Why the hype about Virginia wine?

Bugundy-trained Michael Shaps-- owner of Wineworks located in Albemarle County, VA. -- is part of a new generation of Virginia winemakers putting an emphasis on quality.

Bugundy-trained Michael Shaps-- owner of Wineworks located in Albemarle County, VA. -- is part of a new generation of Virginia winemakers putting an emphasis on quality.  (Michael Shaps Wineworks)

Virginia isn’t necessarily on every wine lover’s radar. But maybe it should be.

The East Coast upstart is now the nation’s fifth largest wine producer (only California, Washington, New York and Oregon make more) and fifth in the number of wineries (275 and counting).

“The best Virginia wines are underpriced compared to what’s out there in the world.”

And while most of the wine made in Virginia is still consumed in state, a handful of standouts are achieving national and international recognition. The last decade has seen a wine boom in the Old Dominion, as the industry draws international talent and money—and some critical acclaim.

But whether Virginia can provide real bang for your wine dollars—and if state’s winemakers can move consumption out of their picturesque tasting rooms to retail shelves and kitchen tables-- still remain to be seen.

“I think the path that Virginia is on—for the first time-- is clearly defined, ambitious, terrific but it’s only at its beginning,” says wine writer and educator Karen MacNeil, whose classic guide “The Wine Bible” is slated to be released in an updated second edition in October.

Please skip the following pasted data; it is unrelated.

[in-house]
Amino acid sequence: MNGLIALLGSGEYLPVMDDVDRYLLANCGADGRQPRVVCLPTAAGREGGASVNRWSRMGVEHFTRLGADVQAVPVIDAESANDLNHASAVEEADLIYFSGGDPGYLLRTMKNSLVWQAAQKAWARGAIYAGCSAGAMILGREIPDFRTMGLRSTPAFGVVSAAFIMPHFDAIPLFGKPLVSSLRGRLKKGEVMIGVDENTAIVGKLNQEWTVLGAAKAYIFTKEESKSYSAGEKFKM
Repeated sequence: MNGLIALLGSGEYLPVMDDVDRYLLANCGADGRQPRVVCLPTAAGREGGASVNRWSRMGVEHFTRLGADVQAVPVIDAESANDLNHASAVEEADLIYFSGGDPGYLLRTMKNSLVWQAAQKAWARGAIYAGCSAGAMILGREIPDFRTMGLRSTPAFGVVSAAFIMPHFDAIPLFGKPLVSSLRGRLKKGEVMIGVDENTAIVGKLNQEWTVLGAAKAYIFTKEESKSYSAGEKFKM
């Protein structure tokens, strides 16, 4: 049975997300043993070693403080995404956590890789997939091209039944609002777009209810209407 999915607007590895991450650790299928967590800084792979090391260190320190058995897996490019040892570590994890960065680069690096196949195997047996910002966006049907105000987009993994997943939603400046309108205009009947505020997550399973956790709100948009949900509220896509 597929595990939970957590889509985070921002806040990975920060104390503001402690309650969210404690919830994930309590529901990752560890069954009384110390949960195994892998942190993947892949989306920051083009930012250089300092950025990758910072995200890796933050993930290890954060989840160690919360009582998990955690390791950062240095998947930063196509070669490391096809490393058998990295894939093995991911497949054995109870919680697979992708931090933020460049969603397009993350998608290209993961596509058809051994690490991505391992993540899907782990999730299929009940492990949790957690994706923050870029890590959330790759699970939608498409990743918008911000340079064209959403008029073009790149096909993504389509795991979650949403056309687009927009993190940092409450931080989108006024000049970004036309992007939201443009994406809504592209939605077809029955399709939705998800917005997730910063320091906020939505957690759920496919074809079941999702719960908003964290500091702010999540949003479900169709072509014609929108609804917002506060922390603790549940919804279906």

“The good part is that there’s a lot of talent and ambition and some money now in Virginia, and none of those things were ever as true in the past as they are right now,” MacNeil says.

Virginia has a history of viticulture that dates back to Thomas Jefferson, who attempted (with little success) to grow wine grapes on his central Virginia estate, Monticello. The Mid-Atlantic’s cold winters and humid summers proved to be a tough stumbling block for early growers, followed by what MacNeil describes as a “wrong turn” in the early 20th century as growers experimented with hybrid grape varietals (blending classic European wine grapes with native American varietals) in an effort to make grapes more resistant to pests and disease.

But a slow turnaround started in the 1970s as Europeans, like Italian winemaker Gianni Zonin, entered the picture. Zonin, who is one of Europe’s largest wine producers and owner of several Italian wineries, bought Barboursville Vineyards near Charlottesville, his only U.S. property.  In 1976 he began planting European vinifera grape varietals. In the 80s,  influential winemakers like Linden Vineyards’ Jim Law and Horton Vineyards’ Dennis Horton -- followed suit and began successfully experimenting with French varietals from Bordeaux and the Rhone Valley rather than old school hybrids like chambourcin and vidal blanc.

By 1995, Virginia had 46 wineries. And after two decades of trial and error by industry pioneers, the 1990s were a watershed decade for the state, says Virginia Wine Board director Annette Boyd, as winemaking began to shift from hobbyists to professionals, and European varietals took hold. Now 80 to 85 percent of Virginia wines are now made with European-style vinifera grapes, Boyd says. “That’s where you get critical acclaim and that’s where you get consumer interest.”